Joe Manchin Reaffirms Opposition to Democrat Election Takeover Legislation, Any Changes to Filibuster

U.S. Sen. Joe Manchin (D-WV) is interviewed after a news conference at the Marriott Hotel at Waterfront Place June 3, 2021 in Morgantown, West Virginia. Manchin was on hand for the announcement of an agreement between Steel of West Virginia, Dominion Energy and Orsted Offshore North America to build and …
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Sen. Joe Manchin (D-WV) announced Sunday he will vote against the For the People Act to federalize local elections.

“I believe that partisan voting legislation will destroy the already weakening binds of our democracy, and for that reason, I will vote against the For the People Act. Furthermore, I will not vote to weaken or eliminate the filibuster,” he wrote in Charleston Gazette-Mail.

“As such, congressional action on federal voting rights legislation must be the result of both Democrats and Republicans coming together to find a pathway forward or we risk further dividing and destroying the republic we swore to protect and defend as elected officials,” he continued.

Manchin also explained his position on the filibuster.

“With that in mind, some Democrats have again proposed eliminating the Senate filibuster rule in order to pass the For the People Act with only Democratic support,” he said. “They’ve attempted to demonize the filibuster and conveniently ignore how it has been critical to protecting the rights of Democrats in the past.”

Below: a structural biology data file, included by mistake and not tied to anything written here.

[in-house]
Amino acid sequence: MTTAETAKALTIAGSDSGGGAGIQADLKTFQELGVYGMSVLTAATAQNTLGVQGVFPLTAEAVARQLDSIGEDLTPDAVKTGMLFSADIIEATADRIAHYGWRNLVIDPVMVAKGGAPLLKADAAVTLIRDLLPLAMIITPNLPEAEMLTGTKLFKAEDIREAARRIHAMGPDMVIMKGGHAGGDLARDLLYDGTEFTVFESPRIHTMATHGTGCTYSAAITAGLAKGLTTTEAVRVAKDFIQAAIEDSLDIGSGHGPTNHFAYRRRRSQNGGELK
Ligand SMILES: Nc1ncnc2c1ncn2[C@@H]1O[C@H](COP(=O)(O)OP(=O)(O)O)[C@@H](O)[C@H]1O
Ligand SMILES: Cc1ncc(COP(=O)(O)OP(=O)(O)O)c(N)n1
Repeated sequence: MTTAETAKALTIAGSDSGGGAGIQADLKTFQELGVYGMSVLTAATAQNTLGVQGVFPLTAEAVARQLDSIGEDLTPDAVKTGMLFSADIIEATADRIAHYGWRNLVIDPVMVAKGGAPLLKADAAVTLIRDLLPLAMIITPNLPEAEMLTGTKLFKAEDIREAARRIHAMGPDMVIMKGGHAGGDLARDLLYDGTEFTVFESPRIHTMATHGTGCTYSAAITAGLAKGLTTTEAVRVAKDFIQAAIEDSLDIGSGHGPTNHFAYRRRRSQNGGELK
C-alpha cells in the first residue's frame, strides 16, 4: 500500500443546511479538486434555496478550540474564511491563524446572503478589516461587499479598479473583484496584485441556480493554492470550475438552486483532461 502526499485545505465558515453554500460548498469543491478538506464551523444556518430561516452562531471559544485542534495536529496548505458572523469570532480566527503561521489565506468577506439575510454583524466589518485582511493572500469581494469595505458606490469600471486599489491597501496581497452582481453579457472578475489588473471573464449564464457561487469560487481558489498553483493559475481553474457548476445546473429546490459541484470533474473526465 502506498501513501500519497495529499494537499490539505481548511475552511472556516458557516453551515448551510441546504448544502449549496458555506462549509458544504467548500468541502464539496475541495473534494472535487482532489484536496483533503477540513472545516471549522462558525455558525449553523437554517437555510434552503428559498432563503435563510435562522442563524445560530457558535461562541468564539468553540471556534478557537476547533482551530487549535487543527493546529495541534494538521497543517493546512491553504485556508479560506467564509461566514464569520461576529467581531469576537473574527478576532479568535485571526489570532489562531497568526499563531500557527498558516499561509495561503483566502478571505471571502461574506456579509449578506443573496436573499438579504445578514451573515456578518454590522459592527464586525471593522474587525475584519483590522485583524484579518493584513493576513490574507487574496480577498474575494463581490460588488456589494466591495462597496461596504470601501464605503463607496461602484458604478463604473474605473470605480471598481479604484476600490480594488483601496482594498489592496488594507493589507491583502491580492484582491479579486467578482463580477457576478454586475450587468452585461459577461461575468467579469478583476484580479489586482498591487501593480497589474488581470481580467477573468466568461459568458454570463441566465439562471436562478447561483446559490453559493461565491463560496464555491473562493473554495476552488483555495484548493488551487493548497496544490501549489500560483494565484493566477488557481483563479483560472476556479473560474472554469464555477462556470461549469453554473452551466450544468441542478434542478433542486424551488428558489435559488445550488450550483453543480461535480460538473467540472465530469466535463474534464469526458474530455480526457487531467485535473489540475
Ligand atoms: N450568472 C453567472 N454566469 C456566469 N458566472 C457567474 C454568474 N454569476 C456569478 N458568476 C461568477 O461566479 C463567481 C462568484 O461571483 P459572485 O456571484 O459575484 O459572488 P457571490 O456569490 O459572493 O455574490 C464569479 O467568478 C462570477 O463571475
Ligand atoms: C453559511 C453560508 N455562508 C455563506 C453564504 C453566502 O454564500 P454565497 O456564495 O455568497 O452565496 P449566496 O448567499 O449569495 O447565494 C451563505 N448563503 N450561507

Manchin said he will stand to keep the filibuster in place because he “cannot explain strictly partisan election reform or blowing up the Senate rules to expedite one party’s agenda” to his constituents.

Manchin decision to vote “no” on federalizing elections is a blow to President Joe Biden’s agenda and a further indication the president will have to negotiate with Republicans, as time is running out before mid-term election politics dictate maneuvers.

Manchin’s unwillingness to cancel the filibuster is constant with his past position, which is sure to infuriate Senate Democrats, who want radical legislation passed before the midterms.

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